Ten days before its release, I’d have the most travel-friendly computer ever made.But!Ironically, I wasn’t allowed to take it anywhere, or use it in public. I do take NDAs seriously, which caused complications. I wanted to see how readable the screen was in bright sunlight. My population of my neighborhood is dense enough that I decided not to risk taking it into the backyard. Instead, I took a small hike through a disregarded state park, on a weekday, and spent a half an hour at a picnic table with it. I was observed only by the local wildlife, none of which were known to have any particular interest in technology unless it’s smeared with peanut butter and salt.
(Just to be safe: I made sure that I didn’t smear the iPad with peanut butter or salt.)
My editors at the Sun-Times were in the loop, but nobody else (oh, the lies, lies, lies I was forced to tell for ten days!). I ran the Late Show’s request through Apple at my meeting. Yeah. They were completely fine with my letting the Letterman show in.
I didn’t know precisely what the show would finally do with the iPad. But Apple trusted that I wouldn’t let them drop it off a twelve-story building or put a Donald Trump wig on it or anything else doubleplus ungood. I sent a thumbs-up to my Letterman friend and we made plans for me to stop by the show’s offices with it for a basic orientation session after my meeting with Apple was over.
In between those two meetings, however, I had lunch with a good friend who lives in the city. It was just a week before launch day and, as an artist, she was very interested to know whatever I’ve heard about the iPad. I squirmed and quoted things I’d read on Macworld.com and Engadget, and tried not to shoot incriminating looks at the backpack on the seat next to me. I felt like the murderer in a movie who’s forcing himself not to look at the door of the closet where he stuffed Montague’s body, even when the vicar stoops down and picks up an expensive cufflink off the carpet and notes that it seems to have the missing lord’s crest on it.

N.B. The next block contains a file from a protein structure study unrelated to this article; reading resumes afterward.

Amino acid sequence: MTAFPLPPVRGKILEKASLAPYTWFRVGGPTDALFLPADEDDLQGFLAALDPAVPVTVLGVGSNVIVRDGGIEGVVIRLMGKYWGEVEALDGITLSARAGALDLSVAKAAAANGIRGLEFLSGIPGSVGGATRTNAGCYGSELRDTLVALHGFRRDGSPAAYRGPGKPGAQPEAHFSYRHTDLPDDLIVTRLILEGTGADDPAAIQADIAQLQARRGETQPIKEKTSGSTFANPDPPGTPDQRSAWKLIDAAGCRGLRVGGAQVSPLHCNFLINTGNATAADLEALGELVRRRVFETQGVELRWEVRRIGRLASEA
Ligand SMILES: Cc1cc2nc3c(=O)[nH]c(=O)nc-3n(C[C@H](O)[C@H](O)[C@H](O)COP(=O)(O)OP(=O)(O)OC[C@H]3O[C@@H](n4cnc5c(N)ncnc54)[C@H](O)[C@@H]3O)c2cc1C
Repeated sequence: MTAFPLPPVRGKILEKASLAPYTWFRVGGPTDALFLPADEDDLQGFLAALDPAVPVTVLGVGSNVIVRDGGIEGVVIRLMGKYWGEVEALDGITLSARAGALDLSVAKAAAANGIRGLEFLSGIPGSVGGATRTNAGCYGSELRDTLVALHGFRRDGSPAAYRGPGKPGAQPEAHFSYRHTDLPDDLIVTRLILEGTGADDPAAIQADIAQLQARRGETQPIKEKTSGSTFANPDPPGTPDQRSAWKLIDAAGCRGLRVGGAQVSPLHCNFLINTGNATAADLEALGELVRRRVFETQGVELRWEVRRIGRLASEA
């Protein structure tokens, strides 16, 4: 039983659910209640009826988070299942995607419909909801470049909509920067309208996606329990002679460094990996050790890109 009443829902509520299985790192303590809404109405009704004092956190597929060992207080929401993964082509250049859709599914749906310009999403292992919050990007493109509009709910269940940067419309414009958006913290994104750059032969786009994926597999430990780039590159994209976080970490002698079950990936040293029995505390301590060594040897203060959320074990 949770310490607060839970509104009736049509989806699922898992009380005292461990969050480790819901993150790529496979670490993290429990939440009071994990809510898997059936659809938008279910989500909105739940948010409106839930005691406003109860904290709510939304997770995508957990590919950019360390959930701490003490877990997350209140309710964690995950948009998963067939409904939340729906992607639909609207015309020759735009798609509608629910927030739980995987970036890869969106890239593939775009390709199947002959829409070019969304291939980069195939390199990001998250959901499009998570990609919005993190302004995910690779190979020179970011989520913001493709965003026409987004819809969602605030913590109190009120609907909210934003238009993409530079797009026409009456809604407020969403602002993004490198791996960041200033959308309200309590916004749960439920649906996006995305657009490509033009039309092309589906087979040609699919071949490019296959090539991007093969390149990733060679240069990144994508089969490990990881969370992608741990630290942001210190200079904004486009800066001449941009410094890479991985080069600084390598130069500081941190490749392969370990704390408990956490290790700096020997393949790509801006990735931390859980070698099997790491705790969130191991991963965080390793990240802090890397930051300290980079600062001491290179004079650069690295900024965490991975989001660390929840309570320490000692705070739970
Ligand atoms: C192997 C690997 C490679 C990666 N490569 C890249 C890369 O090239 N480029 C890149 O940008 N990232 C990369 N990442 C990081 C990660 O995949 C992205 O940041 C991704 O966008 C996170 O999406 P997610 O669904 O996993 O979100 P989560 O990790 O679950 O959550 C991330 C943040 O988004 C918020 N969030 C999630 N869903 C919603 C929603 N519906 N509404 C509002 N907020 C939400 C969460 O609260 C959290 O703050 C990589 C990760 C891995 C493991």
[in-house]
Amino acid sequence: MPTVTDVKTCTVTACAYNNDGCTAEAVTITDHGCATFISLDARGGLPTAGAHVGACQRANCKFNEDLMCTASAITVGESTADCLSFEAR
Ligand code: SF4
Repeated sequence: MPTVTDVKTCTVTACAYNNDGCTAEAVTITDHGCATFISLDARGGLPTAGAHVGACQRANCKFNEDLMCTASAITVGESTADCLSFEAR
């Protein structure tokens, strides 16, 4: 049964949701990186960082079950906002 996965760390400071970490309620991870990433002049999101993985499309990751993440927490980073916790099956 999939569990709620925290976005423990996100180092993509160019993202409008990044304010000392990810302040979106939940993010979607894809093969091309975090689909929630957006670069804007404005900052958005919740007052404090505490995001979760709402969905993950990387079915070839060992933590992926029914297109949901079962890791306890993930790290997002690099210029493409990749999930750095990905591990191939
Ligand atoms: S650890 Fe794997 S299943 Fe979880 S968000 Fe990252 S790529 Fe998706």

(I felt guilty enough that I picked up the check for lunch. Perhaps a little bit too forcefully.)
Eventually, I was inside an office in the Ed Sullivan Theater building. The guest list for the Letterman show’s private pre-briefing was kept very small, at my request, and I had asked for a room with no windows and a door that could close and lock. But before everyone filtered in . . . I made an unboxing video, right then and there. Well, I had little choice, did I? My sample device was in original consumer packaging. Once I’d peeled it free from its birth sac, there was no going back. I asked the early arrivals to huddle in the other side of the room, and not make a sound while I recorded.